To say that I was in awe of Sears would be an understatement. Having grown up in small cities in India that were dominated by mom and pop stores, I’d never seen anything like it. I bought pillows and bed sheets; a hot pot, microwave, a mini fridge; and also rain boots, socks, and a pair of earrings. I remember thinking, “This is the American store of my dreams.”

So last week’s news that Sears filed for bankruptcy struck a personal chord. The company has been under pressure for years: shuttering stores, jettisoning assets and taking on ever more debt. Finally, facing a $134 million payment that it could not afford, Sears capitulated.

The main culprit, according to media coverage, was the rise of online shopping and Amazon. Amazon, of course, has become the familiar villain in these tales — allegedly responsible for the death of many once-dominant American retailers, from Toys “R” Us to Sports Authority to Radio Shack.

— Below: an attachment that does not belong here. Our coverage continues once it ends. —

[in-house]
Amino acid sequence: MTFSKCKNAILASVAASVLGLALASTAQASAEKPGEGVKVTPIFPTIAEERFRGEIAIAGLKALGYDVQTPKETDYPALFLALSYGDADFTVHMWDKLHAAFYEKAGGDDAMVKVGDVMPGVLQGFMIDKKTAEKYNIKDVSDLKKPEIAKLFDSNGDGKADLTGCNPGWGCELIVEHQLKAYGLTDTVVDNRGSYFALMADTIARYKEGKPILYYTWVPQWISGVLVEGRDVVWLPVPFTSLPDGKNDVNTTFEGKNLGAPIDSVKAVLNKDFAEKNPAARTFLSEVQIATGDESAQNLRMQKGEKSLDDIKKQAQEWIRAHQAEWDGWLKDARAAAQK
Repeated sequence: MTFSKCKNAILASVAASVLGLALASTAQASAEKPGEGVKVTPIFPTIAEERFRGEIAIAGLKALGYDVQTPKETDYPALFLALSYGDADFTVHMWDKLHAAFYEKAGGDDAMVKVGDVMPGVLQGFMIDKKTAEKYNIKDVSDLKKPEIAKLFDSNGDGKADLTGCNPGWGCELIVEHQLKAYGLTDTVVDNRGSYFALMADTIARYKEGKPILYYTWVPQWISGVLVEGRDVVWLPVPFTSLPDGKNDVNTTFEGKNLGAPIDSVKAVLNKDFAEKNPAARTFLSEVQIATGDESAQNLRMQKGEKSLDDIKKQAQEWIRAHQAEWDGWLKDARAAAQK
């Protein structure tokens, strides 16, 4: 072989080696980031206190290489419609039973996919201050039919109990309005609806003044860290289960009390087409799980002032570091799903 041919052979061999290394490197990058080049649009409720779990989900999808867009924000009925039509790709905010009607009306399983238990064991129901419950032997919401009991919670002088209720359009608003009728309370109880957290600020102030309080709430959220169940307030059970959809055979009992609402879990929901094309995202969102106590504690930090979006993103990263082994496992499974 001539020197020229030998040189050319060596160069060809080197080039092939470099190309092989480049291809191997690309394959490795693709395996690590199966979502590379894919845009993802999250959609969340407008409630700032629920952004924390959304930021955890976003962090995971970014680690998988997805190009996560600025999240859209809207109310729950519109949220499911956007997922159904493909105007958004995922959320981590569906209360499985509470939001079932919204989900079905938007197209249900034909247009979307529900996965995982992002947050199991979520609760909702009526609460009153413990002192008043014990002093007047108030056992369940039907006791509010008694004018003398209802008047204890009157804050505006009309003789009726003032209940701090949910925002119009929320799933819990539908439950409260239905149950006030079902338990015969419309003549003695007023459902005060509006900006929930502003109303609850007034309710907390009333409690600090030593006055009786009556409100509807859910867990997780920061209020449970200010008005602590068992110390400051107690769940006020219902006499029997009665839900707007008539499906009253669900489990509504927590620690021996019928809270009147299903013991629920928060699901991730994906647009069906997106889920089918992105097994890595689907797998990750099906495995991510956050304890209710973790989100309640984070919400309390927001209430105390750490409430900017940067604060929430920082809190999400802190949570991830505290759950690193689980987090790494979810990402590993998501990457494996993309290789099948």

But considering e-commerce accounts for only 9 percent of all retail sales, that explanation rings hollow. The truth is, Sears’s bankruptcy is of its own making. Its management, led by Eddie Lampert — Sears’s chairman and its biggest individual creditor and shareholder, made a series of missteps that ultimately crippled the iconic chain.

These include focusing too narrowly on cutting costs at the expense of investing in the in-store experience, spinning off key brands and competing on price.

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Retailers need to get real about security – Lou Shipley

MIT Sloan Lecturer Lou Shipley

MIT Sloan Lecturer Lou Shipley

From Xconomy

It seems a distant memory now. In December 2013 – light years ago in technology time – the retail giant Target disclosed a massive software security breach of its point of sale systems. The bad guys fled the virtual premises with the credit card information of 40 million customers. This astounding number would later rise to 70 million customers.